Feeding drought-stressed corn silage to the dairy herd | Michigan Farm News

Feeding drought-stressed corn silage to the dairy herd

Category: Crops

by Faith Cullens, Michigan State University Extension, Farm News Media


Harvesting and feeding drought stressed corn silage can be a challenge, but for many producers it is it is an absolute necessity, following this year’s mid-season drought. Dairy producers need forage fiber for their herd’s diet.

In most cases, harvesting corn silage from plants that produced little to no grain is still a cost effective way to feed the animals. Ensiling drought stressed corn silage is the best way to reduce potentially toxic nitrates that accumulate in the plant. Nitrate levels can be reduced 20-66 percent by ensiling.

Additionally, harvesting corn 12 inches above the ground will reduce nitrates in the harvested feed, although this will reduce total forage yield (see Table 1 below). Nitrates accumulate in the plant if nitrogen fertilizers (or manure) were used and if there is an interference of normal plant growth, such as drought conditions.

In addition, rain on drought stressed corn will cause the plant to quickly take up any nitrates that were left in the soil. When the plant is harvested and fed, ruminants such as dairy cattle, reduce the nitrates to nitrites which are absorbed and cause a decreased ability of the blood to carry oxygen. Symptoms of nitrate toxicity include increased pulse rate, labored breathing, staggered gate, trembling, weakness, blindness, and death.

Walsh and Schulte. 1970. Soils Dept., Univ. of Wisconsin
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It is essential to test corn silage nitrate levels before feeding. Most commercial laboratories offer nitrate testing for $15/sample or less. Laboratories may report nitrates a few different ways. The equations below can be used to convert to nitrate nitrogen:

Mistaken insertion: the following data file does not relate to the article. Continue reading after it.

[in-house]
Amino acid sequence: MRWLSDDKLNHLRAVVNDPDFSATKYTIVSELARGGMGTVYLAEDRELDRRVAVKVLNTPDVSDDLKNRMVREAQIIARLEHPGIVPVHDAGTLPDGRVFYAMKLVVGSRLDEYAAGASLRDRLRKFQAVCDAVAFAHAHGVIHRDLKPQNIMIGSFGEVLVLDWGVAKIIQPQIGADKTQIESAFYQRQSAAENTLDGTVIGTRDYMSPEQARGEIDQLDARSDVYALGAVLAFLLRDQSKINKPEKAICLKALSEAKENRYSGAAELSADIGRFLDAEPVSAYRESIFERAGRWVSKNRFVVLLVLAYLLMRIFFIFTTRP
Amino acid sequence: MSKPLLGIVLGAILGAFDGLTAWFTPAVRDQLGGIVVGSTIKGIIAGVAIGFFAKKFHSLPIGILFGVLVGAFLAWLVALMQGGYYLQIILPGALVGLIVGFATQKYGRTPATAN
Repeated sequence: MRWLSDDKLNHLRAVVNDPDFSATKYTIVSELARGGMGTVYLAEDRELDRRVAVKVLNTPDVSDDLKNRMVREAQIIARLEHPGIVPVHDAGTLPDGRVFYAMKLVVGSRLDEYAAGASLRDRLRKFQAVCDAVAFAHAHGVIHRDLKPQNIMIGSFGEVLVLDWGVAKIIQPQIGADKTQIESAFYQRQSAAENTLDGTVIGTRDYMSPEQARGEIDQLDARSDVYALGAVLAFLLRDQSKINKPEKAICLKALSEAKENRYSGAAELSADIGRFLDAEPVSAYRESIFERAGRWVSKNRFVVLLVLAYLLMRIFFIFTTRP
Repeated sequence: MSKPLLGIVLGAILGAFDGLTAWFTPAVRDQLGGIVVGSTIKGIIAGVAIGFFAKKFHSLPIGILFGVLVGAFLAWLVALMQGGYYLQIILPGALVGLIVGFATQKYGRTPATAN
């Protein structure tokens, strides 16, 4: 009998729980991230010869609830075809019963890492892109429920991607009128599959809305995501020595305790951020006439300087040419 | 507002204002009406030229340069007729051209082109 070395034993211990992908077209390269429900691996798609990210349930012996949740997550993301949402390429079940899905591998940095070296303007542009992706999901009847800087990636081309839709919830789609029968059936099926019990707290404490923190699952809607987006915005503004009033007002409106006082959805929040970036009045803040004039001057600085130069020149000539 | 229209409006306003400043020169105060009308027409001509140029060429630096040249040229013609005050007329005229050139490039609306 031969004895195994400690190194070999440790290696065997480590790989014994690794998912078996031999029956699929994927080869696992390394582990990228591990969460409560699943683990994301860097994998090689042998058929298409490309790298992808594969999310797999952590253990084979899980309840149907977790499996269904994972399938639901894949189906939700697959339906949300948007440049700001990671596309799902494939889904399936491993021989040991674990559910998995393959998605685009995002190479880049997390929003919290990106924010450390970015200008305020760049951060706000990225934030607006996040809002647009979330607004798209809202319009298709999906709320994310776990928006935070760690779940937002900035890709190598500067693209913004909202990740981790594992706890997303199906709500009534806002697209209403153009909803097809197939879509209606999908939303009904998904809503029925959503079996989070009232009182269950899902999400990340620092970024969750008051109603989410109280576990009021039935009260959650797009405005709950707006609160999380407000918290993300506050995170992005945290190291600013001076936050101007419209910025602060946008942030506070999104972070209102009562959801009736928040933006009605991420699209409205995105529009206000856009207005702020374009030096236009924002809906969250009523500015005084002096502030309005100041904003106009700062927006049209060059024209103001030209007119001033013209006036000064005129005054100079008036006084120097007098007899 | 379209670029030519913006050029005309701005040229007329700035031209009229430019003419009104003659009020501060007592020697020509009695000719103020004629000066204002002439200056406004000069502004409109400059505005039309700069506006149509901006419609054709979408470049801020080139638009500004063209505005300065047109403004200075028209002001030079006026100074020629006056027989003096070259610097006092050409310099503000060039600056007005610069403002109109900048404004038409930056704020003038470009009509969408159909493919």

Nitrate (NO3) x 0.23 = nitrate nitrogen
Potassium Nitrate (KNO3) x 0.14 = nitrate nitrogen
Sodium Nitrate (NaNO3) x 0.16 = nitrate nitrogen

Feeding guidelines for dairy cattle is to keep nitrate levels below 0.4 percent of the total ration and to be extra cautious with pregnant animals. More specific feeding guides for nitrate nitrogen containing feeds are listed in Table 2.

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If ensiling drought stressed corn silage in upright silos, be extra cautious about the nitrogen dioxide produced during fermentation. Nitrogen dioxide will be produced within 2 hours of ensiling the feed and can remain for 2-3 weeks. Concentrations as low as 25 ppm are invisible, odorless and toxic to humans. At higher concentrations, the gas is yellowish brown and smells like bleach.

If it is necessary to enter a silo before 3 weeks of fermentation, run the blower fan for at least 30 minutes prior to entry and leave it running while inside. Using a self-contained breathing apparatus is highly recommended.